Facebook's oversight board to rule on Trump ban

Facebook is passing the buck for its indefinite suspension of former president Donald Trump to a quasi-independent oversight board, setting up a major test of the recently established panel

Europe Facebook Privacy
Europe Facebook Privacy

Facebook is passing the buck for its indefinite suspension of former president Donald Trump to a quasi-independent oversight board setting up a major test of the recently established panel.

The social media giant said Thursday that it believes it made the right decision to suspend Trump after he incited his supporters to storm the U.S. Capitol in a deadly assault on Jan. 6. But it said it's referring the matter to the oversight board for what it called an “independent judgment” on upholding the decision.

Facebook’s panel is intended to rule on thorny content issues, such as when posts constitute hate speech — or if the decision to ban a world leader was the right one. It is empowered to make binding rulings — that is, ones that can't be overturned by CEO Mark Zuckerberg — on whether posts or ads violate the company’s rules. Any other findings will be considered “guidance” by Facebook. The board does not set Facebook policies or decide if the company is doing enough to enforce them in the first place.

Its 20 members, which will eventually grow to 40, include a former prime minister of Denmark, the former editor-in-chief of the Guardian newspaper, along with legal scholars, human rights experts and journalists such as Tawakkol Karmanm, a Nobel Laureate and journalist from Yemen, and Julie Owono, a digital rights advocate.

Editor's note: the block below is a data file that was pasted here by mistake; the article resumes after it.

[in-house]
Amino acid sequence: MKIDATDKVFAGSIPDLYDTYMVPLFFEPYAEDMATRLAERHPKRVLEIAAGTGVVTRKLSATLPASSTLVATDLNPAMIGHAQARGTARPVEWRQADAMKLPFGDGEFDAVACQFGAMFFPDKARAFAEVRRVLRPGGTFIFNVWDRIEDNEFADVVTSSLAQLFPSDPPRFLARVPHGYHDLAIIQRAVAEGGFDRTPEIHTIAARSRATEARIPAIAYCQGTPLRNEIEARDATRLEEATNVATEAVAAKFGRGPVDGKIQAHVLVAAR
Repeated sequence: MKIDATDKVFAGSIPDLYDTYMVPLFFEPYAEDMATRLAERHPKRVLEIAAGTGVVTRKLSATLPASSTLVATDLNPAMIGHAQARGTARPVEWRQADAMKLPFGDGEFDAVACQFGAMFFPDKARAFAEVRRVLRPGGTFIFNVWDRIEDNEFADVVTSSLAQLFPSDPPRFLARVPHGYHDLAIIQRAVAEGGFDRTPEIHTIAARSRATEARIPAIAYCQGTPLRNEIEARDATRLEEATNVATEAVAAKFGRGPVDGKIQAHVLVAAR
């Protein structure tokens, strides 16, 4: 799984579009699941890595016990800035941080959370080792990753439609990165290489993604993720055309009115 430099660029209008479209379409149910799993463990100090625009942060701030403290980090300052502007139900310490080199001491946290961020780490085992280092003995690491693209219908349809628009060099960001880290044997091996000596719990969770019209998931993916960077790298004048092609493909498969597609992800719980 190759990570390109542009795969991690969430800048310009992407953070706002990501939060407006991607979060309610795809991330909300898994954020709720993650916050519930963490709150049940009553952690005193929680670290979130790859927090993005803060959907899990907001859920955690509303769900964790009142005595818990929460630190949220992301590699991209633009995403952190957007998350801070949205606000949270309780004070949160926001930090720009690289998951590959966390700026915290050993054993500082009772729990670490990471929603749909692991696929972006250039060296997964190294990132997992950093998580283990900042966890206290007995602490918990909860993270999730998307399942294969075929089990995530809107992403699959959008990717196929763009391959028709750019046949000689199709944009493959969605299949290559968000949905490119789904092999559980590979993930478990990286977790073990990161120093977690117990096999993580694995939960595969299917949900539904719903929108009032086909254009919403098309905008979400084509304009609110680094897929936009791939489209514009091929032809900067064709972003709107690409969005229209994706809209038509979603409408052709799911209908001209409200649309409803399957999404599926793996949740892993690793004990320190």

The first four board members were directly chosen by Facebook. Those four then worked with Facebook to select additional members. Facebook also pays the board members’ salaries.

Twitter, by contrast, permanently banned Trump from its platform. CEO Jack Dorsey defended his company’s Trump ban in a philosophical Twitter thread last week, saying that resulting risk to public safety created an “extraordinary and untenable circumstance” for the company.

But he acknowledged that shows of strength like the Trump ban could set dangerous precedents, even calling them a sign of “failure.” He suggested that Twitter needs to find ways to avoid coming to have to make such decisions in the first place and lamented the fact that they highlight the extraordinary power that Twitter and other Big Tech companies can wield without accountability or recourse.

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